Travelling Wave Tubes: timeless precision that goes a long way
Do you know what a travelling wave tube is, what it does and how it is made? A new video highlights the innovation, craft and precision required in this technological marvel, refined by world-leader Thales over many decades.
In an age propped up by quintillions of solid-state devices - the semiconductors and microprocessor chips in all our consumer electronics - should you even care about vacuum tubes? Yes is the short answer, because without these intricate objects amplifying the signals coming from satellites and radars, many of the tools we rely on today to travel, to work and for our leisure would not be possible.
Put simply, the tube is an integral part of these transmitters, where the input signal is often very weak and the output needs to be high power. Solid-state devices – which need large amounts of energy to function and to keep them cool - cannot perform this role, especially given the immense distances the signals need to travel, the length of time the transmitters need to function and the amount of power available.
The story of these tubes – known as travelling wave tubes (TWTs) - goes back nearly 80 years, to research performed by Rudolf Kompfner in a British Admiralty radar laboratory during World War II. His invention centred on a vacuum electron tube that could amplify wide-band microwave signals to hugely increase the range of wireless communications.
Shortly after the war ended, Thales – then known as CSF – had set up its own specialised TWT R&D and production centres, producing radars and communication systems that would help launch the space industry in the 1970s. Today, Thales is the world's leading supplier of traveling wave tubes for space, defence and satcom markets.
Most data sent by satellites today uses a Thales amplifier. Many thousands of Thales TWTs have been launched into orbit since 1974 providing over 900 million hours of operation. They are even helping to transmit data from the Exo Mars mission, and to understand worlds at the very edge of our solar system through the New Horizons mission. You can see details on all the missions our TWTs are involved with here.
Over 60 individual skills to build one tube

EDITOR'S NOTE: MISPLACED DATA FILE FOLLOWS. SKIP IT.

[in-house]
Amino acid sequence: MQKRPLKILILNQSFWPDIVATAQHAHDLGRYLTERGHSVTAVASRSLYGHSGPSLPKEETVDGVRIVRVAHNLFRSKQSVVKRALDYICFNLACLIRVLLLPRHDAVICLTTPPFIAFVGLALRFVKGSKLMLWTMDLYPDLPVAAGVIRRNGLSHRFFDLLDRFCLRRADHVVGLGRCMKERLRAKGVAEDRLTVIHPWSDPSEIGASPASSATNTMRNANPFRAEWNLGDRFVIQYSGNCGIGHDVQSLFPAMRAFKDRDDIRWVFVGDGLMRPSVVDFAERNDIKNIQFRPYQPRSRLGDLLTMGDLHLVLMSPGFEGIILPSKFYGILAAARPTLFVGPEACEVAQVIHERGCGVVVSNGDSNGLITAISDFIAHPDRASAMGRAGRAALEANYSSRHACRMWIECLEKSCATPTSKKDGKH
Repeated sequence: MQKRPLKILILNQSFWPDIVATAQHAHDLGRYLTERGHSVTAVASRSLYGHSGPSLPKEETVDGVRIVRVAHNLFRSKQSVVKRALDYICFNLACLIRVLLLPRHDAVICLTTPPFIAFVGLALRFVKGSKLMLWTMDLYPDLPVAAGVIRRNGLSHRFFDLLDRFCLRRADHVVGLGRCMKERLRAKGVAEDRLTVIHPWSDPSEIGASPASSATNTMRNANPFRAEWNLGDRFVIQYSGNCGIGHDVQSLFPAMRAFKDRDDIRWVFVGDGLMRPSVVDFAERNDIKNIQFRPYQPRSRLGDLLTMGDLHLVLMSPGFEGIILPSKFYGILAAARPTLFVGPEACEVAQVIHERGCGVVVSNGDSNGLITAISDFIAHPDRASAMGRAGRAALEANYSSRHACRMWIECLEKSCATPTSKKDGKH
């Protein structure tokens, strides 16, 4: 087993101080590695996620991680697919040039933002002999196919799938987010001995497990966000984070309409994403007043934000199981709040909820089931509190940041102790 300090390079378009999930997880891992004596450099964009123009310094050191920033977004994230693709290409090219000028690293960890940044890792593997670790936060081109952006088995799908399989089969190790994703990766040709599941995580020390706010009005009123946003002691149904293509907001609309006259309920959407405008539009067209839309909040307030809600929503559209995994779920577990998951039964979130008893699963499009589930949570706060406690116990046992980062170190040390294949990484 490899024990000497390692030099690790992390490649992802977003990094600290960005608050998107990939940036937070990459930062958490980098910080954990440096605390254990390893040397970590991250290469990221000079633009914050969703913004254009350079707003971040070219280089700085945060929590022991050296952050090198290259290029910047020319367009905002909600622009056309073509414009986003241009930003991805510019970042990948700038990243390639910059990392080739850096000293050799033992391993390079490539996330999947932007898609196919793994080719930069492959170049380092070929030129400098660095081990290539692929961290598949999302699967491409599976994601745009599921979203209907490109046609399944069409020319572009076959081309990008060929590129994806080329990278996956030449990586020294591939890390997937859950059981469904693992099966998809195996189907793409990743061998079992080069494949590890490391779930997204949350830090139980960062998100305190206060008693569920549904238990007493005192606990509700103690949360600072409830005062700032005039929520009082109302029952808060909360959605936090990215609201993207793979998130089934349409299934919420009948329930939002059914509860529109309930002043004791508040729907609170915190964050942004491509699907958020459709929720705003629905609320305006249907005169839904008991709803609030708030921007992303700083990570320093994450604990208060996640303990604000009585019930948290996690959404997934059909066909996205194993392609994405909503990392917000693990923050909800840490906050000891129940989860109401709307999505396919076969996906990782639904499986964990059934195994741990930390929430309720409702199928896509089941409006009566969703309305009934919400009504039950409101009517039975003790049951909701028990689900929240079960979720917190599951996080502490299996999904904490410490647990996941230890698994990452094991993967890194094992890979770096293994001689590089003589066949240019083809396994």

For over 70 years, the women and men of Thales have been pushing the boundaries of physics to connect people through exceptional products that are designed to last in even the most severe environments. At our sites in Vélizy, Thonon and Ulm, engineers, technicians and operators share unrivalled expertise split over more than 60 individual skills. Each component is built and tested with an extreme precision because the success of each space mission – and the communications we all rely on – depend on our tubes.
See how all the elements are put together, and how the tube functions in the video below.
What is a Travelling Wave Tube?
A Travelling Wave Tube amplifies a modulated electromagnetic wave in order to transmit data. Inside the vacuum envelope, the electromagnetic wave interacts with an electron beam. Because both travel at almost the same speed, electrons transmit their kinetic energy to the wave, an effect known as the Cherenkov effect. The simplest analogy we can provide is an aircraft traveling slightly above the sound barrier and radiating its kinetic energy in a form of a sound wave.
Amplifying electromagnetic waves is what makes a large number of applications possible, from microwave ovens to radars and satellites.
Thales is widely recognized as a pioneer and innovator in TWTs. We have consistently developed this technology to reach decisive improvements in electrical efficiency and thermal performance. In microwave frequencies, TWT provides electrical efficiency that will be unreachable by competitive solid-state technologies for the foreseeable future. That makes them very attractive for space borne applications where cooling electrical devices could be challenging.
How does it work?
An electron beam is extracted from a heated cathode and accelerated by a static electric field inside the TWT gun. The electron beam then interacts with an injected electromagnetic wave in a slow-wave structure, usually a helix, where the beam releases approximately 30% of its energy. At the end of the line, electrons finish their journey in a depressed collector where a large part of their remaining kinetic energy is retrieved and reinjected into the system. The fact that the electron travels in a vacuum without facing ohmic resistance losses explains why the total efficiency is so high, above 70% even at over 10 GHz.